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LIP Classification II

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   LIP classification II

The distribution of LIP events, both mafic and felsic, through time.

Proposed Revision to Large Igneous Province Classification

Scott Bryan1, & Richard Ernst2

1School of Earth Sciences & Geography, Kingston University, Penrhyn Rd, Kingston Upon Thames, Surrey KT1 2EE United Kingdom

2Ernst Geosciences, 43 Margrave Ave Ottawa, Ontario K1T 3Y2 Canada


This webpage has been stimulated by the paper Sheth, H.C., ‘Large Igneous Provinces (LIPs)’: Definition, recommended terminology, and a hierarchical classification, Earth-Science Reviews 85 (2007) 117–124.

Click here for a webpage summary of this paper.

Click here to go to a general Discussion of this subject.


The term “Large Igneous Province” (LIP) was initially proposed by Coffin & Eldholm (1994) to represent a variety of mafic igneous provinces with areal extents >0.1 Mkm2 that were “massive crustal emplacements of predominantly mafic (Mg and Fe-rich) extrusive and intrusive rock, and originated via processes other than ‘normal’ seafloor spreading. The initial database upon which the term LIP was defined relied almost exclusively on the relatively well-preserved Mesozoic and Cenozoic record that comprised continental flood basalt provinces, volcanic passive margins, oceanic plateaus, submarine ridges, seamount groups and ocean basin flood basalts (e.g., Coffin & Eldholm, 1994, 2005). Since the first categorisation of LIPs, substantial progress has been made in extending the LIP record back to the Paleozoic, Proterozoic and Archean (Ernst & Buchan, 1997; 2001, 2003; Tomlinson & Condie, 2001; Arndt et al., 2001; Isley & Abbott, 2002). For many ancient LIPs, where much or all the volcanic component of the LIP has been lost to erosion, definition has to be based on the areal extent and volume of intrusive rock (e.g., giant continental dyke swarms, sills, layered intrusions), which is the exposed plumbing system to the province. In addition, it has additionally been recognised that LIPs are also massive crustal emplacements of predominantly silicic (>65 wt% SiO2) extrusive and intrusive rock that have originated via processes other than ‘normal’ seafloor spreading or subduction (see Bryan et al., 2002). Consequently, the increasing realisation that LIPs are more varied in character, age and composition than first defined has prompted others to revise and broaden the original definition of LIP (Sheth, 2007; click here for a webpage summary of this paper).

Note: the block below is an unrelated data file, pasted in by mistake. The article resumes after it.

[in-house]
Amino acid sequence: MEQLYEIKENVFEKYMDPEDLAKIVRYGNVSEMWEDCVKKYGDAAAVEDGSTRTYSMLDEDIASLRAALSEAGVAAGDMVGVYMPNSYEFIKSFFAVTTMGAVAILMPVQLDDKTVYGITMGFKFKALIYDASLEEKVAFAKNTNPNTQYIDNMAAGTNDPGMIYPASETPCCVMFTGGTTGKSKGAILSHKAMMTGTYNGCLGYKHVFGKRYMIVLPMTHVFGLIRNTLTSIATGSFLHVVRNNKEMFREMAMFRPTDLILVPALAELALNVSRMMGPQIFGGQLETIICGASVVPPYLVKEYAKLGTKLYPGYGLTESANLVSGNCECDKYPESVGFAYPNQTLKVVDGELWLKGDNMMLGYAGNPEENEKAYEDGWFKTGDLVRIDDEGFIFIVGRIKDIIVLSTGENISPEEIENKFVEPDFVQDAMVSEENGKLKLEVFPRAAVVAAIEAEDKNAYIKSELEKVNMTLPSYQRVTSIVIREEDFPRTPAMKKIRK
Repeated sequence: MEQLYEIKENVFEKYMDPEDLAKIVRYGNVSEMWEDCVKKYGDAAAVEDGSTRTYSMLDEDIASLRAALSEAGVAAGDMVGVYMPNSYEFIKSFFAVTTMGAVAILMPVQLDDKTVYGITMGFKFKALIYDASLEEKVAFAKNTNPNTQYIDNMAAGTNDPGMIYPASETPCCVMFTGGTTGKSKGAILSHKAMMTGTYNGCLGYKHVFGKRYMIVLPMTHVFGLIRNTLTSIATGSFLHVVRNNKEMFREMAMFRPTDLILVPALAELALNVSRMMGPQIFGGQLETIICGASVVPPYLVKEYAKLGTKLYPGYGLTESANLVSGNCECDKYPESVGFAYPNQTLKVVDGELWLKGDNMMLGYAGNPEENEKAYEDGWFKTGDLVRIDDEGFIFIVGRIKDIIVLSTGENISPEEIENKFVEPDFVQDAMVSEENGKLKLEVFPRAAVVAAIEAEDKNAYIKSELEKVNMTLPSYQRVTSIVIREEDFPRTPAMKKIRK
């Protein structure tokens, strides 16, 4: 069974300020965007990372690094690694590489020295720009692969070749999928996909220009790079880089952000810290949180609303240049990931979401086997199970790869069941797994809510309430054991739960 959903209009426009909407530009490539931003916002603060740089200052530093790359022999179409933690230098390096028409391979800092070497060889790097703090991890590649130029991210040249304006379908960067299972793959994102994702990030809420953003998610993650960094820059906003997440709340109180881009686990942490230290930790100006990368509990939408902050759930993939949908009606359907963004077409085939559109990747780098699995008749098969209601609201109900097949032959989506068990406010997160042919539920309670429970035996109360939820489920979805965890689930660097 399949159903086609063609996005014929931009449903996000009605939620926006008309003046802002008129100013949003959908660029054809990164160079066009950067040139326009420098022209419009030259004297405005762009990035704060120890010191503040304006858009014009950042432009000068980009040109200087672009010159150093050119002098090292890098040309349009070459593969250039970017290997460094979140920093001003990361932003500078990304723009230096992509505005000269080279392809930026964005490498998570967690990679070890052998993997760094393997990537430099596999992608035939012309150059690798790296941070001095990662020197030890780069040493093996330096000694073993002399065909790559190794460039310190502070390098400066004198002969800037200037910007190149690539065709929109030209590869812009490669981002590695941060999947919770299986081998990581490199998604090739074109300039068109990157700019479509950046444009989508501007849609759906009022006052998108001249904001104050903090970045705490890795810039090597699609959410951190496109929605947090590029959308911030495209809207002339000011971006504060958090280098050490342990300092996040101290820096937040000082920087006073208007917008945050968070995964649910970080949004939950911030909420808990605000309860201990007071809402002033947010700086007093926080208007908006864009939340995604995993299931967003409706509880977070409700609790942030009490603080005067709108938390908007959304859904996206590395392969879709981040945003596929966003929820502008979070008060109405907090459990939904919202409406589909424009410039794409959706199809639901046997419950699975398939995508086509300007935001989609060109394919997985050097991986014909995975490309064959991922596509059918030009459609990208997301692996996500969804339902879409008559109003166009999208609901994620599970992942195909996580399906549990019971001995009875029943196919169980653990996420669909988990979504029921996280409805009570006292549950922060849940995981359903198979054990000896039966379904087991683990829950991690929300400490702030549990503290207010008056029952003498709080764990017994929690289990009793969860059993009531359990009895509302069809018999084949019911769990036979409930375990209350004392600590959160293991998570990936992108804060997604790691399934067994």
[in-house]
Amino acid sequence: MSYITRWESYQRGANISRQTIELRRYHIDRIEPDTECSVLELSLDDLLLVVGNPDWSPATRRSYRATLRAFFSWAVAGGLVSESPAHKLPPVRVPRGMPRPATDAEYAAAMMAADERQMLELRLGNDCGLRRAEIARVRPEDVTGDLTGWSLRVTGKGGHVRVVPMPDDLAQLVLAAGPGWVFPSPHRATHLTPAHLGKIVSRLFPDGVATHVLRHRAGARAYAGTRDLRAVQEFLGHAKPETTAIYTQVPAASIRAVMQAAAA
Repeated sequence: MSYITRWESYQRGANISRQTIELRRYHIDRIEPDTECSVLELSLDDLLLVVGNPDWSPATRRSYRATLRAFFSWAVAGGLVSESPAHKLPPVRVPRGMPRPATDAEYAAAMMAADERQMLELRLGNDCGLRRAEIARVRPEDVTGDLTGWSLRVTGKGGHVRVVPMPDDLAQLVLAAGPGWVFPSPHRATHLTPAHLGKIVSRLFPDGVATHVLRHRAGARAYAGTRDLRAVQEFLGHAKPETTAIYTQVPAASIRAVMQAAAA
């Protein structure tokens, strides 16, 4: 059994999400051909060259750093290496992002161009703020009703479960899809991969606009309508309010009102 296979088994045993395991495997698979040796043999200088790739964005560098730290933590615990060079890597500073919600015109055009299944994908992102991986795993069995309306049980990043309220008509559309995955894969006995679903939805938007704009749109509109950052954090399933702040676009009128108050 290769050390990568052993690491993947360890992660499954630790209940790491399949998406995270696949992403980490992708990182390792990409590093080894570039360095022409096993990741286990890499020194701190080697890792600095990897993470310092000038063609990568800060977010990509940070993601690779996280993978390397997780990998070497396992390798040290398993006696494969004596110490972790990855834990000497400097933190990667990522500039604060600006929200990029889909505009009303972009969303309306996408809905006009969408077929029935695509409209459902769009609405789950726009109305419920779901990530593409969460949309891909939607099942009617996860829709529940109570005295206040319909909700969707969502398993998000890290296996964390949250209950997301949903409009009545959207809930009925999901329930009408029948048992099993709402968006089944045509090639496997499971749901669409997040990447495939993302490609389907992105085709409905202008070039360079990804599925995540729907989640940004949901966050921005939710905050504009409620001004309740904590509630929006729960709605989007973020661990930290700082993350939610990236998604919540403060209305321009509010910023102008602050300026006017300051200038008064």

LIP Classification

Our contribution to LIP classification (Figure 1) has been stimulated by the newly proposed classification scheme of Sheth (2007). Like Sheth (2007), we also consider LIP to be a broad category and it must encompass a greater variety of igneous provinces than previously considered by Coffin & Eldholm (1994; 2005). However, in contrast to Sheth (2007) who proposes a minimum areal extent of 0.05 Mkm2, we argue that the original size definition of at least >0.1 Mkm2 be retained; this is the minimum areal extent for flood basalt events based on the initial work of Coffin & Eldholm (1994). Studies of the areal extents of the exposed plumbing systems and intrusive provinces of LIPs are also consistent with this (e.g., Yale & Carpenter, 1998; Marzoli et al., 1999; Ernst et al., 2005). Major regional continental dyke swarms for example, are >300 km in length (Ernst & Buchan, 1997) and typically have areal extents >90,000 km2; this approaches the minimum areal extent considered for the continental flood basalt provinces. Similarly, Silicic LIPs have dimensions well in excess of 0.1M km2 (all are >0.5 Mkm2) and igneous volumes >0.25 Mkm3 (Bryan et al., 2002). The review of several classic Cenozoic-Mesozoic LIPs by Courtillot & Renne (2003) concluded that the minimum dimensions of LIPs should be >1 Mkm2. Most LIPs have areal extents and eruptive and/or intrusive volumes well in excess of 1 Mkm2 and 1 MKm3, respectively, and thus are anomalous events emplacing tremendous volumes of magma throughout the crustal profile and at the Earth’s surface. We therefore conclude that LIPs should be defined as having the minimum dimensions of >0.1Mkm2 and extrusive/intrusive volumes >0.1Mkm3.

Figure 1. Proposed classification of LIPs, based on the initial work of Coffin & Eldholm (1994), but incorporating recent advances in the recognition of ancient Mafic LIPs and Silicic LIPs. Representative examples of the various types of LIPs are given.